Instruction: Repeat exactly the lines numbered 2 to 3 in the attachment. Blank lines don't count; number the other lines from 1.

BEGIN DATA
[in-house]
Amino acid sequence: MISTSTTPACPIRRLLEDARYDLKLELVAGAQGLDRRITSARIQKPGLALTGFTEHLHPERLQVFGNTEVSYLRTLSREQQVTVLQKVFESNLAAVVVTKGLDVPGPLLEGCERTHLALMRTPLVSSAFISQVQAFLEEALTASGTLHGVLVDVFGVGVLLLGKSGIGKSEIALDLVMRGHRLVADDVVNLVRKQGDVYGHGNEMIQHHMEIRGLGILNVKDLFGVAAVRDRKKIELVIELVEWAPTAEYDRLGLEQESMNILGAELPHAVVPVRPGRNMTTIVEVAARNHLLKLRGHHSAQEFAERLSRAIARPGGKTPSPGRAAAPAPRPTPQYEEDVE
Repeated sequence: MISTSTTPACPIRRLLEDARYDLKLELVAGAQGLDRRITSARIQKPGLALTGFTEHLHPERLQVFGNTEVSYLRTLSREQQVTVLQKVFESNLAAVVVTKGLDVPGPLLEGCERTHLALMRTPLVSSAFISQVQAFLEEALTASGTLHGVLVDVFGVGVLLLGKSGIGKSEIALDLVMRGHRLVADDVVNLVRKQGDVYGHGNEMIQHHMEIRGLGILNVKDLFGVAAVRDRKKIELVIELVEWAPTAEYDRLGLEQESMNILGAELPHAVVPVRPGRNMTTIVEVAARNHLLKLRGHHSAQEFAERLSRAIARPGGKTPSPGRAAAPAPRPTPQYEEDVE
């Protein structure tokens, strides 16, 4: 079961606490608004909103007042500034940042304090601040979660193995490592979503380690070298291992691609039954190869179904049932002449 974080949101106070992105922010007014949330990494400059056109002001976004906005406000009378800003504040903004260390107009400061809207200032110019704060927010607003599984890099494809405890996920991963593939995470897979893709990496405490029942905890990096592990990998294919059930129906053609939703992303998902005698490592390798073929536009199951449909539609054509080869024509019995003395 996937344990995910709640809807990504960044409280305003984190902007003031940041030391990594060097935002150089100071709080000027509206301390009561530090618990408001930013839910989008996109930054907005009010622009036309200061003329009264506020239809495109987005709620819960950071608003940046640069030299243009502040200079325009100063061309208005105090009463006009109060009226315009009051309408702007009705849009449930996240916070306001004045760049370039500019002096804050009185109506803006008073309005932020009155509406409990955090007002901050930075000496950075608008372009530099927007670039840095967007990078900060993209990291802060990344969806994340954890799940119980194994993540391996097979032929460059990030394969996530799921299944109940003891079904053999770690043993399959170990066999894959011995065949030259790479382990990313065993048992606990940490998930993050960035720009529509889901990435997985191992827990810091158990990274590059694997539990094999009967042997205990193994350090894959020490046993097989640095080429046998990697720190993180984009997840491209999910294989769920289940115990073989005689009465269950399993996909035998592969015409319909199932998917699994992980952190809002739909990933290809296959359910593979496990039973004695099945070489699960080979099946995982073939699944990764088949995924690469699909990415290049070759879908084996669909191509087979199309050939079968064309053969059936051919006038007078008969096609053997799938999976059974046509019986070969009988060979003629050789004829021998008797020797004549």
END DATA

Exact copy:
Amino acid sequence: MISTSTTPACPIRRLLEDARYDLKLELVAGAQGLDRRITSARIQKPGLALTGFTEHLHPERLQVFGNTEVSYLRTLSREQQVTVLQKVFESNLAAVVVTKGLDVPGPLLEGCERTHLALMRTPLVSSAFISQVQAFLEEALTASGTLHGVLVDVFGVGVLLLGKSGIGKSEIALDLVMRGHRLVADDVVNLVRKQGDVYGHGNEMIQHHMEIRGLGILNVKDLFGVAAVRDRKKIELVIELVEWAPTAEYDRLGLEQESMNILGAELPHAVVPVRPGRNMTTIVEVAARNHLLKLRGHHSAQEFAERLSRAIARPGGKTPSPGRAAAPAPRPTPQYEEDVE
Repeated sequence: MISTSTTPACPIRRLLEDARYDLKLELVAGAQGLDRRITSARIQKPGLALTGFTEHLHPERLQVFGNTEVSYLRTLSREQQVTVLQKVFESNLAAVVVTKGLDVPGPLLEGCERTHLALMRTPLVSSAFISQVQAFLEEALTASGTLHGVLVDVFGVGVLLLGKSGIGKSEIALDLVMRGHRLVADDVVNLVRKQGDVYGHGNEMIQHHMEIRGLGILNVKDLFGVAAVRDRKKIELVIELVEWAPTAEYDRLGLEQESMNILGAELPHAVVPVRPGRNMTTIVEVAARNHLLKLRGHHSAQEFAERLSRAIARPGGKTPSPGRAAAPAPRPTPQYEEDVE